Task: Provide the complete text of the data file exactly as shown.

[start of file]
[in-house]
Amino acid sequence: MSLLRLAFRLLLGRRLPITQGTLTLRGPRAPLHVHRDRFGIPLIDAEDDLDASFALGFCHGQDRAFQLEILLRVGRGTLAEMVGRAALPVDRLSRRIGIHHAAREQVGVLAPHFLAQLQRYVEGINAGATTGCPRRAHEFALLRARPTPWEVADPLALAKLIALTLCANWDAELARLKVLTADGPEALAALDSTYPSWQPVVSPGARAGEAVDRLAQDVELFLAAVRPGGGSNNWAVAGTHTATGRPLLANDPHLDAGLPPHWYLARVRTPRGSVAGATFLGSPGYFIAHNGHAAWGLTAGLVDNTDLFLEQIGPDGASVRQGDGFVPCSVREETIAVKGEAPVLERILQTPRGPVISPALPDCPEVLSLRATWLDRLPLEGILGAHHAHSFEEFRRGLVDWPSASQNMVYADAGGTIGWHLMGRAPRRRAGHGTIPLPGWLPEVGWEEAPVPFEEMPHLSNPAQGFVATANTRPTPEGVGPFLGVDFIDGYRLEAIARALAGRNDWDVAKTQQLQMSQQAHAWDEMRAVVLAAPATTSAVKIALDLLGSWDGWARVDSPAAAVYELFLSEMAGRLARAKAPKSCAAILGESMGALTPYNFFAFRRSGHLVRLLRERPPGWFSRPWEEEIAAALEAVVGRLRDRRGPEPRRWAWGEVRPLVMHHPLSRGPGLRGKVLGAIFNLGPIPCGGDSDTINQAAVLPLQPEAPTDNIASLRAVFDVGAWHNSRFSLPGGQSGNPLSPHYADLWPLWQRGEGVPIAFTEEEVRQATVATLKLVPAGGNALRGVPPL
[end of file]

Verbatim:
[in-house]
Amino acid sequence: MSLLRLAFRLLLGRRLPITQGTLTLRGPRAPLHVHRDRFGIPLIDAEDDLDASFALGFCHGQDRAFQLEILLRVGRGTLAEMVGRAALPVDRLSRRIGIHHAAREQVGVLAPHFLAQLQRYVEGINAGATTGCPRRAHEFALLRARPTPWEVADPLALAKLIALTLCANWDAELARLKVLTADGPEALAALDSTYPSWQPVVSPGARAGEAVDRLAQDVELFLAAVRPGGGSNNWAVAGTHTATGRPLLANDPHLDAGLPPHWYLARVRTPRGSVAGATFLGSPGYFIAHNGHAAWGLTAGLVDNTDLFLEQIGPDGASVRQGDGFVPCSVREETIAVKGEAPVLERILQTPRGPVISPALPDCPEVLSLRATWLDRLPLEGILGAHHAHSFEEFRRGLVDWPSASQNMVYADAGGTIGWHLMGRAPRRRAGHGTIPLPGWLPEVGWEEAPVPFEEMPHLSNPAQGFVATANTRPTPEGVGPFLGVDFIDGYRLEAIARALAGRNDWDVAKTQQLQMSQQAHAWDEMRAVVLAAPATTSAVKIALDLLGSWDGWARVDSPAAAVYELFLSEMAGRLARAKAPKSCAAILGESMGALTPYNFFAFRRSGHLVRLLRERPPGWFSRPWEEEIAAALEAVVGRLRDRRGPEPRRWAWGEVRPLVMHHPLSRGPGLRGKVLGAIFNLGPIPCGGDSDTINQAAVLPLQPEAPTDNIASLRAVFDVGAWHNSRFSLPGGQSGNPLSPHYADLWPLWQRGEGVPIAFTEEEVRQATVATLKLVPAGGNALRGVPPL